Hello, my name’s Paola and I’m a peddler of death. I have a licence – to kill. Entering my shop could seriously harm your health.
An exaggeration, of course. But, if you’re in wine retail, like me, it does feel a bit like, following the new government drinking guidelines.
My fears of a future where the windows of wine shops will have to be covered up, and all wine labels utilitarian, may not seem so outlandish after all. Read More…
Brent Marris has a lot to answer for.
The Marlborough winemaker was responsible for my New Zealand Sauvignon Blanc crush back in the day, when I would pile my Majestic trolley high with Wither Hills Sauvignon Blanc. When I would smugly inform my passé Oyster Bay-guzzling friends that the winemaker had moved on.
He was also, it turns out, partly responsible for my utter contempt for the tropical fruit-scented gloop that became the dominant style for a while. Read More…
A wedding anniversary. A long-awaited return to a favourite Italian restaurant. A well-known American actor. A discovery about wine glasses.
The role of the wine blogger is something the industry loves to debate. As someone who entered the wine industry late, it’s quite startling to see how much energy is expended on the topic, often by other writers themselves.
The latest misdeed getting everyone’s knickers in a twist (mine included, obviously) is whether bloggers have an obligation to write about wineries who wine and dine them, a response by ex-critic and now blogger Steve Heimoff to an article in trade magazine Harpers accusing bloggers of bad behaviour if they didn’t write anything after visiting a winery who’d paid for their trip.
“In other descriptions of commerce, a one-way transfer of value could also be called ‘theft’,” opined Dr. Damien Wilson, who leads the MSc Wine Business programme at the Burgundy School of Business.
It seems *gasp* that wineries are just like any other client who has spent a bit of money on PR and expects coverage as a result. If you want guaranteed coverage, pay for advertising. Read More…
One of the most frequent questions I get asked as a retailer is: “What wine goes with steak?”
The answer? Depends on the cut and how you’re cooking it.
Pinot Noir, for example, works well with a fried fillet steak. There’s not much fat and, frankly, not much flavour to battle it out with the Pinot. Add a mushroom sauce and you’ve got a bit more potential magic.
A chargrilled ribeye can handle something more robust, like an Argentinian Malbec, a gutsy Southern Rhone or a Shiraz. But these are broad brush strokes. There’s no exact science. It depends, for example, on the age of the wine and the style of the producer. And what you’re in the mood for. Still want Pinot Noir? Try a more concentrated style, like one from Central Otago in New Zealand.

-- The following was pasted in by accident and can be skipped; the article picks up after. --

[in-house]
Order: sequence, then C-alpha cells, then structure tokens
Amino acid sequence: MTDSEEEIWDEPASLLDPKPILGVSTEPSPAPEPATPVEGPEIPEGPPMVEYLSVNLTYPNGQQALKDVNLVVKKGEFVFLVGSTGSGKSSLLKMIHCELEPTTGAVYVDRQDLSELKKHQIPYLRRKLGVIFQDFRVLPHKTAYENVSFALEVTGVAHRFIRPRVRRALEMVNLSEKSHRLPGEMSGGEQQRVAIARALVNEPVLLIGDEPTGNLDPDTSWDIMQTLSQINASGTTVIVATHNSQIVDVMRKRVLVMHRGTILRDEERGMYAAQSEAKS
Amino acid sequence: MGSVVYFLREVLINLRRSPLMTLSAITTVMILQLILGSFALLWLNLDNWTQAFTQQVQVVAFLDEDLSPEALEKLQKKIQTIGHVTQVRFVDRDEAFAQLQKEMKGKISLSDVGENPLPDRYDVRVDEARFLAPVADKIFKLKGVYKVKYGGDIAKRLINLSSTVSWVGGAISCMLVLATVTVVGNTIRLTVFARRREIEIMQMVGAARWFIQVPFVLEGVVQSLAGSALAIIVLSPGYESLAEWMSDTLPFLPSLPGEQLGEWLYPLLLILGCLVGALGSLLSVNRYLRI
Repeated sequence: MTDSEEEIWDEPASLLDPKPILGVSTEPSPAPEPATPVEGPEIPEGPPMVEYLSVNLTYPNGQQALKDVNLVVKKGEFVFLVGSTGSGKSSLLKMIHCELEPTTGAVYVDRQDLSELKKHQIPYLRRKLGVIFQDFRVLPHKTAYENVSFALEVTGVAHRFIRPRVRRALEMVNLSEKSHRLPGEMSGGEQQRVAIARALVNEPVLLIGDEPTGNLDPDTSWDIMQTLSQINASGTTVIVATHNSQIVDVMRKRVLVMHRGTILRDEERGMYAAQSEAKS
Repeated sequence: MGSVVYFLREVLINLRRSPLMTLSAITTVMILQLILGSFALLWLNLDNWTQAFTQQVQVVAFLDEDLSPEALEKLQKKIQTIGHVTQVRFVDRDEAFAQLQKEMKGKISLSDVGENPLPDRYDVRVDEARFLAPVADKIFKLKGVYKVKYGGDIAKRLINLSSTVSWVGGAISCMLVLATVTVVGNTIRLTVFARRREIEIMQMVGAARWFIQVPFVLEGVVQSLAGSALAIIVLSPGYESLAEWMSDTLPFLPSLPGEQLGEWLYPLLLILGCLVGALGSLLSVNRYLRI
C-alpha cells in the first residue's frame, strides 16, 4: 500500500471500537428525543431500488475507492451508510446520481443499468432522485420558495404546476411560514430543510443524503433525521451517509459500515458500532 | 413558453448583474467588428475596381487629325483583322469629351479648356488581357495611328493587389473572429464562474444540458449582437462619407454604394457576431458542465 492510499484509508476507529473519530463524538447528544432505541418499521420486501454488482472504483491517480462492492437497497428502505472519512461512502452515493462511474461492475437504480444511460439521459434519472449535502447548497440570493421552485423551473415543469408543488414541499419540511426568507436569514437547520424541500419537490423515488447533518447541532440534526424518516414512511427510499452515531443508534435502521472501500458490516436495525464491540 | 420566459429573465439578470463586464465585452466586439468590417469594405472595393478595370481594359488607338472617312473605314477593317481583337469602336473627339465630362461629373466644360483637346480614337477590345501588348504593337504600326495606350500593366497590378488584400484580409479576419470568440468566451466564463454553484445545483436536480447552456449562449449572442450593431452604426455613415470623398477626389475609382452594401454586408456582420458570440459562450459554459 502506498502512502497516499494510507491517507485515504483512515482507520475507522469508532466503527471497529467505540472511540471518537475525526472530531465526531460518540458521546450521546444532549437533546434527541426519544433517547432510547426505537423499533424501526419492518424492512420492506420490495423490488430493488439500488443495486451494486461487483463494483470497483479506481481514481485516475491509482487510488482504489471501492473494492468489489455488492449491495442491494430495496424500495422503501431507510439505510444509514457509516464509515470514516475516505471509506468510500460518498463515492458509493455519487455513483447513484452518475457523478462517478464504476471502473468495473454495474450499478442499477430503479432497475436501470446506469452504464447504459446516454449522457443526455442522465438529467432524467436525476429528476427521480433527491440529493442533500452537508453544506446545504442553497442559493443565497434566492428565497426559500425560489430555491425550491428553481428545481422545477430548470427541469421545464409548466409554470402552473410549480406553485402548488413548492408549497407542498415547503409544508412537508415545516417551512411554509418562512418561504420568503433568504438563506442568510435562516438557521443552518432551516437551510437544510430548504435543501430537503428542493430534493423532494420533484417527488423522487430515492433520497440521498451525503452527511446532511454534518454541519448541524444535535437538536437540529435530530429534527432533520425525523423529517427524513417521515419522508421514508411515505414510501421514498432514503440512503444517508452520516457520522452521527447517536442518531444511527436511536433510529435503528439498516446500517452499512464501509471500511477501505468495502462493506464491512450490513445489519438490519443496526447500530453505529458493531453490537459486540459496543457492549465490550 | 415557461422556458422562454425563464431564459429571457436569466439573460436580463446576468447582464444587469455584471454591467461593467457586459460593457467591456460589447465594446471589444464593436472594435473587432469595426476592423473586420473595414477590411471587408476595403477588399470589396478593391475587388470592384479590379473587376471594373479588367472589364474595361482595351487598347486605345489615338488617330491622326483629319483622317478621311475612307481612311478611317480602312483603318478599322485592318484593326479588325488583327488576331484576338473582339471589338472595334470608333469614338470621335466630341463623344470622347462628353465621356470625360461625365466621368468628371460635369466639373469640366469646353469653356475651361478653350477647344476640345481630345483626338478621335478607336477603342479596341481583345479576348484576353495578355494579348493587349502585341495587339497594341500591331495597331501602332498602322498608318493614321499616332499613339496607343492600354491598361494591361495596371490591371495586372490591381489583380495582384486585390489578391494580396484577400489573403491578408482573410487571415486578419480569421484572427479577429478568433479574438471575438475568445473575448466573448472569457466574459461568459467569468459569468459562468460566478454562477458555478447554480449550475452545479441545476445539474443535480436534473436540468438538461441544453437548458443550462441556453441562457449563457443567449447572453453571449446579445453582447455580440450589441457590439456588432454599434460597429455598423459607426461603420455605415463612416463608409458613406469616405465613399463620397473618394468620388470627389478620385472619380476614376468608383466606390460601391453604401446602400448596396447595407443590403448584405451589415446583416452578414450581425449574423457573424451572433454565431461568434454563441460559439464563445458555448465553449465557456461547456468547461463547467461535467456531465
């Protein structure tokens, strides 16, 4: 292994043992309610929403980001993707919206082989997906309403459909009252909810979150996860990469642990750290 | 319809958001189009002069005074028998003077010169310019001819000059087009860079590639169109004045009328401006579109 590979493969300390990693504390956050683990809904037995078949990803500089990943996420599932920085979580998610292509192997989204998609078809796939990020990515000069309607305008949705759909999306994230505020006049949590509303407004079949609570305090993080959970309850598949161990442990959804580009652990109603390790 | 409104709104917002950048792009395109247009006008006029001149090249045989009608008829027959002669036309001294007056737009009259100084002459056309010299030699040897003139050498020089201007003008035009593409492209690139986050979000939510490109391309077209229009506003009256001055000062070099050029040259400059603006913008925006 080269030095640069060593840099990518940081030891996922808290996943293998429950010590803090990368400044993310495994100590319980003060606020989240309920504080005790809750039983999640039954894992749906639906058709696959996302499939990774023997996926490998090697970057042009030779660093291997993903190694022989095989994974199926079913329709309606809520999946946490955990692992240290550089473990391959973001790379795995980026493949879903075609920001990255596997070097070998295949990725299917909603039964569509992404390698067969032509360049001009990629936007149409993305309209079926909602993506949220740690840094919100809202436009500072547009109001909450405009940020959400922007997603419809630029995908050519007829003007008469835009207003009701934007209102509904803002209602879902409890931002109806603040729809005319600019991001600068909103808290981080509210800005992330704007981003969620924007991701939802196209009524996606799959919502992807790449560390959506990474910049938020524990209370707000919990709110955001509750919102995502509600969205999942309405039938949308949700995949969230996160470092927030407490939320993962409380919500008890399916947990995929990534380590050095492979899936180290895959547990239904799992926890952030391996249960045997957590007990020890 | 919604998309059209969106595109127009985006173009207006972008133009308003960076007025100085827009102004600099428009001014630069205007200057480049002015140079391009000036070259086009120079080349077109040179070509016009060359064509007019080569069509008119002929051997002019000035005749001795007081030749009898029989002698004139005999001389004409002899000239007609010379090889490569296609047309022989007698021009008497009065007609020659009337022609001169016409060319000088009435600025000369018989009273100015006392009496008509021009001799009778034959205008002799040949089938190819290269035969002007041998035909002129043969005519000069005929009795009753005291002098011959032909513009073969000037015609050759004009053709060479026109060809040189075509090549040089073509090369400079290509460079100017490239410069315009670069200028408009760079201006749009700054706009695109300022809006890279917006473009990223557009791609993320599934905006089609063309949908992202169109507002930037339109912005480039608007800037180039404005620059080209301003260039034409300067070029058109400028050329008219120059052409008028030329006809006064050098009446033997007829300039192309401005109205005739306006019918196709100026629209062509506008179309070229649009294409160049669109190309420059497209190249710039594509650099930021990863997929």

I go to a fair few wine matching dinners. Often, these matches are theoretical; this wine should go with this dish. Like blind dates, though, what might look compatible on paper doesn’t always produce sparks in real life.
You’ve got to hand it to Chablis. A name even those who claim to know nothing about wine can trot out when asked what they like.
But with this brand familiarity comes a huge amount of ignorance. I’m not talking about people who say they hate Chardonnay but love Chablis.
I’m talking about me.
Before my recent visit to Chablis, about the only thing I really knew was the grape, location and soil. The taste? Lean and steely, of course. The rather lush one I stock in my shop had to be an anomaly.
Now, after tasting my way though 100+ Chablis over three days, I may not be a Jedi Master, but I can now feel the force. Read More…
WHAT a dilemma!
It’s 10.30am and, faced with an iconic wine that I may never get the chance to taste again, do I spit or swallow? Read More…
If you ever get the opportunity to visit the vineyard where Concha Y Toro’s flagship Don Melchor wine starts its life, you are likely to find yourself in a ditch. An actual ditch, dug just so that you can see, close up, the composition of volcanic stony soil in which the vines struggle to survive. Beats being handed a stone or rock by a winemaker, as is so often the case. Read More…
Sometimes, being a wine lover feels like you’ve made a pact with the Devil.
You’re labelled a “snob” for turning down a glass of cheap wine.
You’re branded a binge drinker because you dare to have a glass or two on a regular basis.
If you drink wine in the week, it must be a coping mechanism – especially if you’re a woman. And obviously, you have no control.
Rarely is it mentioned that many of us like wine for its taste and its alchemy with food – not for its alcohol levels.
Now, it looks like the UK’s wine lovers are about to get punished again. Read More…